Yet Mesa Water also has said that the pipeline will allow it to legally extract up to 200,000 acre-feet a year from the Ogallala Aquifer. The indulgent pumping limits set by the Panhandle Groundwater Conservation District would permit the loss of half of the aquifer’s remaining waters by 2050 in order to feed the metropolitan area that leads the state in per-capita water consumption.

Arial view of houses in the Dallas area. Getty Images.

Texas has an urgent need to develop clean energy sources such as the wind farm that Pickens has proposed. Yet other companies are pursuing wind projects here and other tycoons—including Warren Buffett and the Hunt family of Dallas—want to string new transmission lines across the state.14 Texas can offer private investors a solid return on clean-energy investments without granting broad powers of eminent domain to a water district in a tycoon's pocket and without gutting one of the world’s largest aquifers. Texas can make better deals on much better terms. It should.

Some will rob you with a fountain pen. - Woody Guthrie

Watch Your Assets is a Texans for Public Justice project.
Lauren Reinlie, Project Director.


1 This followed the Texas Legislature’s passage of SB 7, which sought to reverse the effect of the U.S. Supreme Court’s controversial 2005 decision Kelo v. City of New London.
2 “Speaker Craddick appoints Rep. Beverly Woolley as co-chair to the Interim Committee to Study the use of the Power of Eminent Domain,” Texas House news release, October 14, 2005.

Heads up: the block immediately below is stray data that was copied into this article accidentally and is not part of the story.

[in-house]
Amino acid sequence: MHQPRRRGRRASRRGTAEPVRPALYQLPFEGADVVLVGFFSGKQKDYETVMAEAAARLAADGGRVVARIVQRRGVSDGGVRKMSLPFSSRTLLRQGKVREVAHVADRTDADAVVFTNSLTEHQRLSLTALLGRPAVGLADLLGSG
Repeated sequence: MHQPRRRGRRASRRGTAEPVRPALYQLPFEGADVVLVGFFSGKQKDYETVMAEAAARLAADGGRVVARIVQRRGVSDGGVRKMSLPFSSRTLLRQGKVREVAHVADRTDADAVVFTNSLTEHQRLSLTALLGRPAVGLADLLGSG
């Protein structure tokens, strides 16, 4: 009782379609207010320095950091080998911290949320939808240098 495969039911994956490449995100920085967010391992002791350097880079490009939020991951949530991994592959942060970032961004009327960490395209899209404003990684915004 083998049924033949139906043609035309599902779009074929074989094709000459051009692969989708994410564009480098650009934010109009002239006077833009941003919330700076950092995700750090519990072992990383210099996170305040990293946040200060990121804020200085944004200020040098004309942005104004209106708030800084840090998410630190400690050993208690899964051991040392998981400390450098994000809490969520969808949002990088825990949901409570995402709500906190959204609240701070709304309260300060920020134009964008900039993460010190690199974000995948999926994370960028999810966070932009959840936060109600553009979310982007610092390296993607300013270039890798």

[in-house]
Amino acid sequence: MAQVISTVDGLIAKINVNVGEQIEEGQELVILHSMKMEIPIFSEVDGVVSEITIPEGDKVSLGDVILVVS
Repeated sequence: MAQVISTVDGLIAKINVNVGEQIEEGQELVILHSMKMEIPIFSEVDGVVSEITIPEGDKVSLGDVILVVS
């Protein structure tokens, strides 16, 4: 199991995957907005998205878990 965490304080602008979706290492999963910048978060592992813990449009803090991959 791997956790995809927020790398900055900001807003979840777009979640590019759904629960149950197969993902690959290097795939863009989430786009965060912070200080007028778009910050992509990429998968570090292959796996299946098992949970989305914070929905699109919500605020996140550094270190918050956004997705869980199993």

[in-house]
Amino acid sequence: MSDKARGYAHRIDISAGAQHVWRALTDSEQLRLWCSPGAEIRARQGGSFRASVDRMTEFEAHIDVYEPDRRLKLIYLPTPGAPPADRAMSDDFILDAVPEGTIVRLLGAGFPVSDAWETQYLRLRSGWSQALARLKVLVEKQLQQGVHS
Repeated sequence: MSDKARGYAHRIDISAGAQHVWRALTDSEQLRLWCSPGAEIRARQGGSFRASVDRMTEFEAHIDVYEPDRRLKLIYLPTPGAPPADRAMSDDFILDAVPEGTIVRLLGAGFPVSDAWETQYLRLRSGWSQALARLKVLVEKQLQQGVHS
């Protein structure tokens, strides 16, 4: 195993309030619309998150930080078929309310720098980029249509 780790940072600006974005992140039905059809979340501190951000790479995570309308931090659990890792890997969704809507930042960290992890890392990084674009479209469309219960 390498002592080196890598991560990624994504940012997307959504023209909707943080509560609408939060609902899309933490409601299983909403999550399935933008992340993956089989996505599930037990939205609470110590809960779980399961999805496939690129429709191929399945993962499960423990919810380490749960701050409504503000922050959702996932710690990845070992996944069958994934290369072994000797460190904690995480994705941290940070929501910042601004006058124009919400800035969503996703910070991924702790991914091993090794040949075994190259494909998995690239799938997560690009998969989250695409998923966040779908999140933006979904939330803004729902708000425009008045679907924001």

3 This authority stems from a 1919 statute created to finance drainage projects.
4 Pickens also gave money to most of the 16 senators who did not face a 2006 election. The all-Republican exceptions were: Robert Duncan (Lubbock), Troy Fraser (Horseshoe Bay) and Kel Seliger (Amarillo). Seliger’s district includes Roberts County, where Pickens seeks to create his water district.
5 See HB 2983 by Rep. Brandon Creighton (R-Conroe) and the identical SB 1179 by Sen. Glenn Hegar (R-Katy). The law also requires the backing of at least 50 people owning land inside the district if there are 50 landowners there. This is not the case in the district Pickens is pursuing in the Panhandle’s Roberts County.
6 See HB 2984 by Rep. Brandon Creighton (R-Conroe) and the identical SB 1178 by Sen. Glenn Hegar (R-Katy).
7 The New York Times reported in 2003 that Pickens owned 121,685 acres of rural land in Texas and Oklahoma and that his Mesa Vista home covered 22,000 square feet. “A Takeover Artist’s New Target Is Land, New York Times, October 5, 2003.
8 The so-called “Roberts County Fresh Water Supply District No. 1.” See “Pickens proposes Roberts County water district,” Amarillo Independent, August 30, 2007; “Kaufman County won’t vote on Pickens’ pitch for freshwater district,” Dallas Morning News, September 5, 2007; “Billionaire’s Power Play,” The Bond Buyer, September 9, 2007.
9 While T. Boone Pickens himself is registered to vote in Roberts County, he no longer owns land within the proposed water district. A month before the election, Roberts County officials said they had determined that Alton and Lu Boone were eligible to vote but they had not decided if T. Boone Pickens himself would be eligible. Pickens spokesman Jay Rosser said that his understanding is that just Alton and Lu Boone would vote.
10 See “Water in Storage and Approaches to Ground-Water Management, High Plains Aquifer, 2000,” U.S. Geological Survey, Circular 1243, pages 32-34.  
11 The City of Amarillo separately bought rights to 72,000 acres of water in 1999 from Roberts County landowners led by Mood Land & Cattle Co.’s Salem Abraham.
12 Opponents challenged the first district that Pickens proposed by petitioning the county to form a rival, countywide district that would be democratically controlled. After this challenge, the Pickens group withdrew its first petition in 2003.
13 Pickens has proposed building up to 2,700 turbines over 200,000 acres to generate 4,000 megawatts of electricity.
14 See “Buffett, Gates, Pickens May Profit From Texas Power Shortage,” Bloomberg News, September 17, 2007.